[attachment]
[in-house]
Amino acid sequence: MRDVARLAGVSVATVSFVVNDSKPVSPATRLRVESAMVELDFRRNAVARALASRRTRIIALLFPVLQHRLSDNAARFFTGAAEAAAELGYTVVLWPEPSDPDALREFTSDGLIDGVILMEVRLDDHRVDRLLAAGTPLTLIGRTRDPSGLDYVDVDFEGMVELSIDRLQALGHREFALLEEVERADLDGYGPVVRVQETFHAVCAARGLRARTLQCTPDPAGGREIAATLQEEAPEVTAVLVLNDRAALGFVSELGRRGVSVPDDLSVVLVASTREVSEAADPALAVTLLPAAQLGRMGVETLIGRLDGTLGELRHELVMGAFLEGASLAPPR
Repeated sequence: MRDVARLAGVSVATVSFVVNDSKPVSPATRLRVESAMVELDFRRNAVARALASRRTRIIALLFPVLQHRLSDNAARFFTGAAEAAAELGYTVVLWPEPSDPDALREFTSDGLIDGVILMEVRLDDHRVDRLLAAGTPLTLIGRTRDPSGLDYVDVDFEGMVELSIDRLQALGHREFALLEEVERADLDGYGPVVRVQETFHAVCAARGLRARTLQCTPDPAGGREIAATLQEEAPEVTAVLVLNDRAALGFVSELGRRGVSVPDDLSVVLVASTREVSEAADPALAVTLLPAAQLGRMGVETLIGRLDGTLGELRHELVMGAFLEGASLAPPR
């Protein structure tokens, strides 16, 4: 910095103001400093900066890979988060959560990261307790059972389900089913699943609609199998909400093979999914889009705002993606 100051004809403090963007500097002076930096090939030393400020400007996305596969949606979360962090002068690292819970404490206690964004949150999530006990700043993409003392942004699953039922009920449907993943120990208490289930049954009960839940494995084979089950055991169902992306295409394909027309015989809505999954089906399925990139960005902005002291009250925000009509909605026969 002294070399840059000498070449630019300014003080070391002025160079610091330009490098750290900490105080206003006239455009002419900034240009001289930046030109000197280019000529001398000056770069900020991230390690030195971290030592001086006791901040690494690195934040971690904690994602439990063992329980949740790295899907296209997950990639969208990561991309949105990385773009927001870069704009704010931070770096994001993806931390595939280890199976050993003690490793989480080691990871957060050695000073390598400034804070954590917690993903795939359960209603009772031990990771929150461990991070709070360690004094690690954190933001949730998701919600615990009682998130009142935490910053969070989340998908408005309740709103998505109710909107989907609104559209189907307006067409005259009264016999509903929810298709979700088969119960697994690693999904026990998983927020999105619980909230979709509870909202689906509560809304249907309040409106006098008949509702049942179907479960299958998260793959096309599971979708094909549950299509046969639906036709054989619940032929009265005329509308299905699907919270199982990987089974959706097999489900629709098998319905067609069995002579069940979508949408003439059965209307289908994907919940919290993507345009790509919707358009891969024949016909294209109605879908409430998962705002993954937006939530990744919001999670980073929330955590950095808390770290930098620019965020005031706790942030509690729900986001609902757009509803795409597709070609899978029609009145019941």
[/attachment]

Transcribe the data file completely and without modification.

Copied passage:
[in-house]
Amino acid sequence: MRDVARLAGVSVATVSFVVNDSKPVSPATRLRVESAMVELDFRRNAVARALASRRTRIIALLFPVLQHRLSDNAARFFTGAAEAAAELGYTVVLWPEPSDPDALREFTSDGLIDGVILMEVRLDDHRVDRLLAAGTPLTLIGRTRDPSGLDYVDVDFEGMVELSIDRLQALGHREFALLEEVERADLDGYGPVVRVQETFHAVCAARGLRARTLQCTPDPAGGREIAATLQEEAPEVTAVLVLNDRAALGFVSELGRRGVSVPDDLSVVLVASTREVSEAADPALAVTLLPAAQLGRMGVETLIGRLDGTLGELRHELVMGAFLEGASLAPPR
Repeated sequence: MRDVARLAGVSVATVSFVVNDSKPVSPATRLRVESAMVELDFRRNAVARALASRRTRIIALLFPVLQHRLSDNAARFFTGAAEAAAELGYTVVLWPEPSDPDALREFTSDGLIDGVILMEVRLDDHRVDRLLAAGTPLTLIGRTRDPSGLDYVDVDFEGMVELSIDRLQALGHREFALLEEVERADLDGYGPVVRVQETFHAVCAARGLRARTLQCTPDPAGGREIAATLQEEAPEVTAVLVLNDRAALGFVSELGRRGVSVPDDLSVVLVASTREVSEAADPALAVTLLPAAQLGRMGVETLIGRLDGTLGELRHELVMGAFLEGASLAPPR
């Protein structure tokens, strides 16, 4: 910095103001400093900066890979988060959560990261307790059972389900089913699943609609199998909400093979999914889009705002993606 100051004809403090963007500097002076930096090939030393400020400007996305596969949606979360962090002068690292819970404490206690964004949150999530006990700043993409003392942004699953039922009920449907993943120990208490289930049954009960839940494995084979089950055991169902992306295409394909027309015989809505999954089906399925990139960005902005002291009250925000009509909605026969 002294070399840059000498070449630019300014003080070391002025160079610091330009490098750290900490105080206003006239455009002419900034240009001289930046030109000197280019000529001398000056770069900020991230390690030195971290030592001086006791901040690494690195934040971690904690994602439990063992329980949740790295899907296209997950990639969208990561991309949105990385773009927001870069704009704010931070770096994001993806931390595939280890199976050993003690490793989480080691990871957060050695000073390598400034804070954590917690993903795939359960209603009772031990990771929150461990991070709070360690004094690690954190933001949730998701919600615990009682998130009142935490910053969070989340998908408005309740709103998505109710909107989907609104559209189907307006067409005259009264016999509903929810298709979700088969119960697994690693999904026990998983927020999105619980909230979709509870909202689906509560809304249907309040409106006098008949509702049942179907479960299958998260793959096309599971979708094909549950299509046969639906036709054989619940032929009265005329509308299905699907919270199982990987089974959706097999489900629709098998319905067609069995002579069940979508949408003439059965209307289908994907919940919290993507345009790509919707358009891969024949016909294209109605879908409430998962705002993954937006939530990744919001999670980073929330955590950095808390770290930098620019965020005031706790942030509690729900986001609902757009509803795409597709070609899978029609009145019941």